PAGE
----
Now Man on the Moon arrives on Blu-ray from Kino Lorber some 15 years into the format's existence. It's a fine presentation across the board, with a gorgeous, brand new 2K scan that was supervised by the film's cinematographer. It includes an audio commentary by the screenwriters Scott Alexander and Larry Karaszewski, moderated by film historian Howard S. Berger. The package also contains This Might Be A Story..., which is a series of audio recordings between the screenwriters and director Milos Forman made during the creation of the film. These tapes offer a fly-on-the-wall perspective on the unique challenges and approach by the filmmakers. Spotlight on Location is an EPK feature carried over from the 2000 DVD, alongside other ported special features that include deleted scenes and the music videos for two R.E.M. songs from the film, Man on the Moon and The Great Beyond. The trailer is also included.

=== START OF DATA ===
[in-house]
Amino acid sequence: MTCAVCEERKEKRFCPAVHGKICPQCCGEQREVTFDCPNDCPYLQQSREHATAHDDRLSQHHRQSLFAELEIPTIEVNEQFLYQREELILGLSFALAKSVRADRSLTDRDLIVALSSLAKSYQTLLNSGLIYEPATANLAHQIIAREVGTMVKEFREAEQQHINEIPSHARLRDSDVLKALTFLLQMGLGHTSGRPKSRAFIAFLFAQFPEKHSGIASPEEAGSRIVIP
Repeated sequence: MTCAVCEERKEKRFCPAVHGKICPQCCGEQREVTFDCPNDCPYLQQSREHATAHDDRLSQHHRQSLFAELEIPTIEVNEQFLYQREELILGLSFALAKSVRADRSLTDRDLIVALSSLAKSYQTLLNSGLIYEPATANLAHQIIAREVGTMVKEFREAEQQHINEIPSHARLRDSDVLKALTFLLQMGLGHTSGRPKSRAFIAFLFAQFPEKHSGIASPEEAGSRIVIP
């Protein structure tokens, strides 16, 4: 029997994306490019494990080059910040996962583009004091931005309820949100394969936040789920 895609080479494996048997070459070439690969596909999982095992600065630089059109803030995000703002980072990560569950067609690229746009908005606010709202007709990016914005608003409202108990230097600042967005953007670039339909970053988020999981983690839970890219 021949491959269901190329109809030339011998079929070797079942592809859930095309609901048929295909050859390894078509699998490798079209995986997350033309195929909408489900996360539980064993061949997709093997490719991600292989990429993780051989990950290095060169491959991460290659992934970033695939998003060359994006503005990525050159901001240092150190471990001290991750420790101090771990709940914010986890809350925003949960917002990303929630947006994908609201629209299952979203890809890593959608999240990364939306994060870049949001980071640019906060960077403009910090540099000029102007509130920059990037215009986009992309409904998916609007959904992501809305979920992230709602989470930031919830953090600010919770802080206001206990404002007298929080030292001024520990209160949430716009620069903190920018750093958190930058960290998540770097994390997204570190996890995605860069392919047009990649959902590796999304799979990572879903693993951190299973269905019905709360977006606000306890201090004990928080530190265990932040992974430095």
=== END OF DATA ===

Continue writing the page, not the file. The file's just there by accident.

Andy, did you hear about this one? Almost forty years after you left us and over twenty years after this big Hollywood production, people are still discovering your work and being challenged by your persona. They want to know who you really were, as if anyone ever could. Can't they see how funny the idea of celebrity is? Wealth, too. People want to put you in a box and pin you down. They want to be in on the joke, they want to feel safe and superior. They want to know where the gags ended and you began, but they don't realize that there was no line, it was always you, and also it was never you. All those years on Taxi, the comedy specials, the live TV appearances, the wrestling matches, that was all a joke, don't they get it? Even the awards and the critical praise for Jim Carrey, pretending to be you...does it all make the joke even funnier? I can't help but think that wherever you are, you're laughing harder than anyone.